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Canadian clinical practice guidelines for acute and chronic rhinosinusitis

Martin Desrosiers1*, Gerald A Evans2, Paul K Keith3, Erin D Wright4, Alan Kaplan5, Jacques Bouchard6, Anthony Ciavarella7, Patrick W Doyle8, Amin R Javer9, Eric S Leith10, Atreyi Mukherji11, R Robert Schellenberg12, Peter Small13 and Ian J Witterick14

Author Affiliations

1 Division of Otolaryngology - Head and Neck Surgery Centre Hospitalier de l'Université de Montréal, Université de Montréal Hotel-Dieu de Montreal, and Department of Otolaryngology - Head and Neck Surgery and Allergy, Montreal General Hospital, McGill University, Montreal, QC, Canada

2 Division of Infectious Diseases, Department of Medicine, and Departments of Microbiology & Immunology and Pathology & Molecular Medicine, Queen's University and Kingston General Hospital, Kingston, ON, Canada

3 Deparmtent of Medicine, Division of Allergy and Clinical Immunology, McMaster University Hamilton, ON, Canada

4 Division of Otolaryngology - Head and Neck Surgery, University of Alberta, Edmonton, AB, Canada

5 Family Physician Airways Group of Canada and Brampton Civic Hospital, Richmond Hill, ON, Canada

6 Clinical Medicine, Laval's University Quebec and Department of Medicine, Hôpital de la Malbaie La Malbaie, QC, Canada

7 Family Physician Airways Group of Canada, Aldergrove, BC, Canada

8 Division of Medical Microbiology and Infection Control, Vancouver General Hospital and Department of Pathology and Laboratory Medicine, University of British Columbia, Vancouver, BC, Canada

9 St Paul's Sinus Center and Division of Otolaryngology-Head and Neck Surgery, University of British Columbia, Vancouver, BC, Canada

10 Department of Medicine, University of Toronto and Women's College Hospital, Halton Healthcare Services (Oakville Trafalger Site), Toronto, ON, Canada

11 Department of Medicine, Division of Infectious Diseases, McMaster University and Department of Medicine/Infectious Diseases, Hamilton General Hospital, McMaster Wing Hamilton, ON, Canada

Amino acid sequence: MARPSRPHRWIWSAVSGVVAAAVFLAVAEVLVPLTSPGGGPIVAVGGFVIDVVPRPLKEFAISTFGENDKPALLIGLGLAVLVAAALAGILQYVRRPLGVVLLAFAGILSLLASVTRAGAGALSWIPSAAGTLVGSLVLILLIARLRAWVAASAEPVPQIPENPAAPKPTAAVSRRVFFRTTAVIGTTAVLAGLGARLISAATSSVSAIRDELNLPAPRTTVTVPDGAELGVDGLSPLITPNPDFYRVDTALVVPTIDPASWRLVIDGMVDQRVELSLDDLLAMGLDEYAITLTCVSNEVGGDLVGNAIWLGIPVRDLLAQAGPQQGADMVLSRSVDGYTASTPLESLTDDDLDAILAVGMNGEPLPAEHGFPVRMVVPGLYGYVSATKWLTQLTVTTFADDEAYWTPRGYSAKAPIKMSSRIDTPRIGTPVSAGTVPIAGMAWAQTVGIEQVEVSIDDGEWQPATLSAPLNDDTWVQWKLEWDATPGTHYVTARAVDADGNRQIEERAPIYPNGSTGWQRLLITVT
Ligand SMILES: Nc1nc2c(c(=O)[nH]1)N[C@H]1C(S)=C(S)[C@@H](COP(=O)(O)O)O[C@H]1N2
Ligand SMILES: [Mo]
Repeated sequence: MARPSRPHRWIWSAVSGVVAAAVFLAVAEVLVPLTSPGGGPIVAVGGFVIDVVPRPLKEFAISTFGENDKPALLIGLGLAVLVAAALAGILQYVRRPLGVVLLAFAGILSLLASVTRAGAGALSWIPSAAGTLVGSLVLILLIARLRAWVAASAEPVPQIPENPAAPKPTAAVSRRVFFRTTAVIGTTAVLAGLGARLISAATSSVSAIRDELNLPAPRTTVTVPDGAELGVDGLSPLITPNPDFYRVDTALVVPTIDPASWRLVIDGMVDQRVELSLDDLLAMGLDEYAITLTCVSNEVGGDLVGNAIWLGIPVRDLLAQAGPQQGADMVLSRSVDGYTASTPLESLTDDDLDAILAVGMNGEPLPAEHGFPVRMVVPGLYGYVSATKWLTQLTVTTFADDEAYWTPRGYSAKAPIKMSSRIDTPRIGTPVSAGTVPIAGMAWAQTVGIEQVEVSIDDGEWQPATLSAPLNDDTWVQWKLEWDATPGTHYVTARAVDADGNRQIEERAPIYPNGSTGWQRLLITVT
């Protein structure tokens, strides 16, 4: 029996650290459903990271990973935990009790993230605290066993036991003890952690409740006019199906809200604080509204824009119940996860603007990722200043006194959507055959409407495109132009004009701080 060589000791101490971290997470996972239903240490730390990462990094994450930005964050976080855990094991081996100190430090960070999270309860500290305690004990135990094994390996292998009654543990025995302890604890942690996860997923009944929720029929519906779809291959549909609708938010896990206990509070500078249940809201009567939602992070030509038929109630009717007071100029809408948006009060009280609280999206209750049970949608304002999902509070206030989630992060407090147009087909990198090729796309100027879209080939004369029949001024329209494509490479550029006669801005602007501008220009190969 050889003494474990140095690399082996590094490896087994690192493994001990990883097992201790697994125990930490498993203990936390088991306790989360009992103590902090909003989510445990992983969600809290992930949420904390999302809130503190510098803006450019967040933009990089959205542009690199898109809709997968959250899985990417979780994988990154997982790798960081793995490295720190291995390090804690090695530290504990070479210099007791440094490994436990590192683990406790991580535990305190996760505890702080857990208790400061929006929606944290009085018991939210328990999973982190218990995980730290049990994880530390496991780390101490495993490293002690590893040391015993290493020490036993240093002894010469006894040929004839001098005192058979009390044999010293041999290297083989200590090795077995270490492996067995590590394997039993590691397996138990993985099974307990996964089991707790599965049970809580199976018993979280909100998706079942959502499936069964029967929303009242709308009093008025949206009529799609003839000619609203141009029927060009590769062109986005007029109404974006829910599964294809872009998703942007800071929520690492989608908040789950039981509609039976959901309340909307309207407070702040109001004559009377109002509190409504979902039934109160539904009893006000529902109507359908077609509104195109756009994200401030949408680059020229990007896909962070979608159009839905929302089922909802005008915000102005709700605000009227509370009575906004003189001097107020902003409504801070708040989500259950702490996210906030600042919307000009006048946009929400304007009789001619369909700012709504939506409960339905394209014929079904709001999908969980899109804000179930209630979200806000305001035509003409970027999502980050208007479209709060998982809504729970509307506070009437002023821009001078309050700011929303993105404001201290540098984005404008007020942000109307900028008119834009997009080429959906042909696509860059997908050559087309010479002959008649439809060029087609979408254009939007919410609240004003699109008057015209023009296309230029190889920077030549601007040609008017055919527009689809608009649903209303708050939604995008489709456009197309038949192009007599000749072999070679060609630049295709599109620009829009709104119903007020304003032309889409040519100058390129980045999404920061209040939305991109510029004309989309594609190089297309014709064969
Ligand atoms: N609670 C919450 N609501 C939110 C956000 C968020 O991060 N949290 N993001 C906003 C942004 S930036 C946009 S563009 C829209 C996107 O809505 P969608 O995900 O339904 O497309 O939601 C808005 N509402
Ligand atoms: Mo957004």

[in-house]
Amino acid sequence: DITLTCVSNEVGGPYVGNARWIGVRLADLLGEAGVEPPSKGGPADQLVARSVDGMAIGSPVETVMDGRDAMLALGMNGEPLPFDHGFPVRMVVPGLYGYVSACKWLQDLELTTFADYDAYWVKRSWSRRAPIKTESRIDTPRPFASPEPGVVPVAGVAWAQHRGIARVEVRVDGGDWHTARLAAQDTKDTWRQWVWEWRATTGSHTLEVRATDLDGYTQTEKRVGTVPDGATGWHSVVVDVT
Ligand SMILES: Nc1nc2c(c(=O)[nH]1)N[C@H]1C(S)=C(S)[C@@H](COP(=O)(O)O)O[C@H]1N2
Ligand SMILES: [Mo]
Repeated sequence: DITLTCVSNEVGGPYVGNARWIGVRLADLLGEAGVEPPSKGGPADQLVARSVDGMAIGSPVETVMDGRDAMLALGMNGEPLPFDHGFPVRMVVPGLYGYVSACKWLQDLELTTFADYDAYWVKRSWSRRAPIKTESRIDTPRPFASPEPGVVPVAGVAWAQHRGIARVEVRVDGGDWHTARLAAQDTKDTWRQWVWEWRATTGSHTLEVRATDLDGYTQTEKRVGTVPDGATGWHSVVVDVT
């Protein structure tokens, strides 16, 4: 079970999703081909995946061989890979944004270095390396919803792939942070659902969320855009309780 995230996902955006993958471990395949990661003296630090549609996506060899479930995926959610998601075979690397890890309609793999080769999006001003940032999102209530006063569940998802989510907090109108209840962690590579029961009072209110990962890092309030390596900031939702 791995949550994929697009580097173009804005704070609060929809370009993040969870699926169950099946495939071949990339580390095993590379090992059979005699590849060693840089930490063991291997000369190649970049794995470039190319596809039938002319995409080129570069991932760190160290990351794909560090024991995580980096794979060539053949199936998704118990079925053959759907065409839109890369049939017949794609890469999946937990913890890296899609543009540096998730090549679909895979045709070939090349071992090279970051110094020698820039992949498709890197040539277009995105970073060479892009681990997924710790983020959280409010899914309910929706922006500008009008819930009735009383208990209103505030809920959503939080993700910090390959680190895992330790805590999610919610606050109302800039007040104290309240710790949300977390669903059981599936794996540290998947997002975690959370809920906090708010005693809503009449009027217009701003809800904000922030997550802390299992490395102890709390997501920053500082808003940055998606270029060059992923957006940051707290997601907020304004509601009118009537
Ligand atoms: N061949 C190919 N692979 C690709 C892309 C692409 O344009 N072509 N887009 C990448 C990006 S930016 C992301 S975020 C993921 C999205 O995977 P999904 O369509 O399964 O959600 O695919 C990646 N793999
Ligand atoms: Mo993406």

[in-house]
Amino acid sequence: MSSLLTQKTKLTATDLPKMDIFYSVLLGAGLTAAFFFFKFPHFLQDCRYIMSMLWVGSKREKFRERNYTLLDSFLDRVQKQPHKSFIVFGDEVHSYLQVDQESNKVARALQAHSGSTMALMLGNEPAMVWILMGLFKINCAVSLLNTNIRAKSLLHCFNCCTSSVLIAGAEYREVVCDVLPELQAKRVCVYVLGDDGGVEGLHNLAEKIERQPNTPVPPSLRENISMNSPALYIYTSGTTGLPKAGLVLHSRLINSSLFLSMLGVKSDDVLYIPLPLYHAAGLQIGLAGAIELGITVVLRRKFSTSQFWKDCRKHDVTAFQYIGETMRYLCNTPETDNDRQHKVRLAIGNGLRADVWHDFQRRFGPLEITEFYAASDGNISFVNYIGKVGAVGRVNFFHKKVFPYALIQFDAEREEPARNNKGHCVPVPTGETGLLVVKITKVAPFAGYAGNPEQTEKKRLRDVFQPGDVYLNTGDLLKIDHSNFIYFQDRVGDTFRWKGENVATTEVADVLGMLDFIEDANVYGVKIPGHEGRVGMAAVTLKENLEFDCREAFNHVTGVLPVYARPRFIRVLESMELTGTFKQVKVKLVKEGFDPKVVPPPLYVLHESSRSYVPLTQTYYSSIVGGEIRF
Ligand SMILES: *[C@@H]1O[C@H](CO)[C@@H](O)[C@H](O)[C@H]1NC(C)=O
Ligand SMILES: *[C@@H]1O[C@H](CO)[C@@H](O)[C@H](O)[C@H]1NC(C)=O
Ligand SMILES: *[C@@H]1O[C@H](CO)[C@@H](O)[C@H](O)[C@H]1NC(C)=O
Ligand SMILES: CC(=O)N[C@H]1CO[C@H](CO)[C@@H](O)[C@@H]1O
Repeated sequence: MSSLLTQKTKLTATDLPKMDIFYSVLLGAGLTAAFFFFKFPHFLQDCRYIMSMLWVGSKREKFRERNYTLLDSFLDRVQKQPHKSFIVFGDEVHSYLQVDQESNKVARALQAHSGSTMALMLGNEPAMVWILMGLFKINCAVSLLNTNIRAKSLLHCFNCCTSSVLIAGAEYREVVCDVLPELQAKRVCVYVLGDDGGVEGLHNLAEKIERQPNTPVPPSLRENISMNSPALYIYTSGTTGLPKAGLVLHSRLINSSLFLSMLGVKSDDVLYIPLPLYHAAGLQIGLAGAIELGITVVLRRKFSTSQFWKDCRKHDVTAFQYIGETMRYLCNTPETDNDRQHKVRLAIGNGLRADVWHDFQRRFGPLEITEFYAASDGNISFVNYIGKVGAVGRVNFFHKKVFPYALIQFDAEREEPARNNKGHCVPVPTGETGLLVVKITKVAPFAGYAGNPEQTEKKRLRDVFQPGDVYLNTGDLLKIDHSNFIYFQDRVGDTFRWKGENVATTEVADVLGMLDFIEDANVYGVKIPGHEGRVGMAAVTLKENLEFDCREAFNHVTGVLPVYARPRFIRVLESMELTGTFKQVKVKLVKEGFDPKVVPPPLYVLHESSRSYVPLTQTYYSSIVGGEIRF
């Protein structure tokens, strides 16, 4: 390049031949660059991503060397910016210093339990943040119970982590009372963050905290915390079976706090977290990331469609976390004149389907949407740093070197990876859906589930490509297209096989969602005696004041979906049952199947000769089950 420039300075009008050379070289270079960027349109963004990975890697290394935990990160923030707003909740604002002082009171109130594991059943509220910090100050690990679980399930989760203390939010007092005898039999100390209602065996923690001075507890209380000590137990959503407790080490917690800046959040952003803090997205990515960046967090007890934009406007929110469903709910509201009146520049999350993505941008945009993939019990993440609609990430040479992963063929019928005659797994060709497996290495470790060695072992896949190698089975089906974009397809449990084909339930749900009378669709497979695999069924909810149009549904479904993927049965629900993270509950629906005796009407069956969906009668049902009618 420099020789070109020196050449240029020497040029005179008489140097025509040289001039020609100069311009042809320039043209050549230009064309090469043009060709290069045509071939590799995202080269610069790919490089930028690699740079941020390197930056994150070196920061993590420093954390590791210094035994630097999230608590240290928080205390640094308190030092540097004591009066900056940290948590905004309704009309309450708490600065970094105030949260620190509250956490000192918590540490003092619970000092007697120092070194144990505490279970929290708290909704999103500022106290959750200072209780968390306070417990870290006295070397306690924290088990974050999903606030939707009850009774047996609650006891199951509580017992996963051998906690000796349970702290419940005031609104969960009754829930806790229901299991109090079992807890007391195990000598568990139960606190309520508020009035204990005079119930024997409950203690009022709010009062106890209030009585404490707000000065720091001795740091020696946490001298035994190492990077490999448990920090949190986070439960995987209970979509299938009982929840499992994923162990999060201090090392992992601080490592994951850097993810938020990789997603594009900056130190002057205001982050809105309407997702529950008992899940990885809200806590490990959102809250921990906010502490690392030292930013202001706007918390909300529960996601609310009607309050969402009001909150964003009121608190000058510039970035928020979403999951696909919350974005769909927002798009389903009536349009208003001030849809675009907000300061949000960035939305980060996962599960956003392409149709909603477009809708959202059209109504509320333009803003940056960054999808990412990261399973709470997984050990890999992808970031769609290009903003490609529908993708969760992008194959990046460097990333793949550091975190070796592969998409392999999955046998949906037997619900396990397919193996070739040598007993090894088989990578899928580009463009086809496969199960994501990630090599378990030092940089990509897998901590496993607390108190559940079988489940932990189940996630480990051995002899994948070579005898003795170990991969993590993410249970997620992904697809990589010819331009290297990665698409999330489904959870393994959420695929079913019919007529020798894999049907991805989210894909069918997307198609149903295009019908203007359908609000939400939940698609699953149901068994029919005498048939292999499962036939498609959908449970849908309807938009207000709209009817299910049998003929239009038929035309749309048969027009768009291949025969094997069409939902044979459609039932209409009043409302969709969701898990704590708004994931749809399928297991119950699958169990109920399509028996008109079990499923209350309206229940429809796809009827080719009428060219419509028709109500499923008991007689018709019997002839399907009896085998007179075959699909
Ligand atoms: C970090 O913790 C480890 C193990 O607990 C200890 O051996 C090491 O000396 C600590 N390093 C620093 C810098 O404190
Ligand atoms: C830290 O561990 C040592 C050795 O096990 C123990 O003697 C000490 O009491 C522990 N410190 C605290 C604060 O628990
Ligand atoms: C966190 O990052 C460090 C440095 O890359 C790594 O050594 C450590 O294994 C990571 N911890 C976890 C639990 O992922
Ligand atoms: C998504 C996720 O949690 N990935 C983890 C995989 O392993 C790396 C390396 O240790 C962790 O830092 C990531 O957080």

12 Department of Medicine, Division of Allergy and Immunology, University of British Columbia, and James Hogg iCAPTURE Centre for Cardiovascular and Pulmonary Research, St. Paul's Hospital Vancouver, BC, Canada

13 Division of Allergy and Clinical Immunology, Jewish General Hospital and Department of Medicine, Department of Medicine, McGill University, Montreal, QC, Canada

14 Department of Otolaryngology-Head & Neck Surgery, University of Toronto, Toronto, ON, Canada

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Allergy, Asthma & Clinical Immunology 2011, 7:2  doi:10.1186/1710-1492-7-2

Published: 10 February 2011

Abstract

This document provides healthcare practitioners with information regarding the management of acute rhinosinusitis (ARS) and chronic rhinosinusitis (CRS) to enable them to better meet the needs of this patient population. These guidelines describe controversies in the management of acute bacterial rhinosinusitis (ABRS) and include recommendations that take into account changes in the bacteriologic landscape. Recent guidelines in ABRS have been released by American and European groups as recently as 2007, but these are either limited in their coverage of the subject of CRS, do not follow an evidence-based strategy, or omit relevant stakeholders in guidelines development, and do not address the particulars of the Canadian healthcare environment.

Advances in understanding the pathophysiology of CRS, along with the development of appropriate therapeutic strategies, have improved outcomes for patients with CRS. CRS now affects large numbers of patients globally and primary care practitioners are confronted by this disease on a daily basis. Although initially considered a chronic bacterial infection, CRS is now recognized as having multiple distinct components (eg, infection, inflammation), which have led to changes in therapeutic approaches (eg, increased use of corticosteroids). The role of bacteria in the persistence of chronic infections, and the roles of surgical and medical management are evolving. Although evidence is limited, guidance for managing patients with CRS would help practitioners less experienced in this area offer rational care. It is no longer reasonable to manage CRS as a prolonged version of ARS, but rather, specific therapeutic strategies adapted to pathogenesis must be developed and diffused.

Guidelines must take into account all available evidence and incorporate these in an unbiased fashion into management recommendations based on the quality of evidence, therapeutic benefit, and risks incurred. This document is focused on readability rather than completeness, yet covers relevant information, offers summaries of areas where considerable evidence exists, and provides recommendations with an assessment of strength of the evidence base and degree of endorsement by the multidisciplinary expert group preparing the document.

These guidelines have been copublished in both Allergy, Asthma & Clinical Immunology and the Journal of Otolaryngology-Head and Neck Surgery.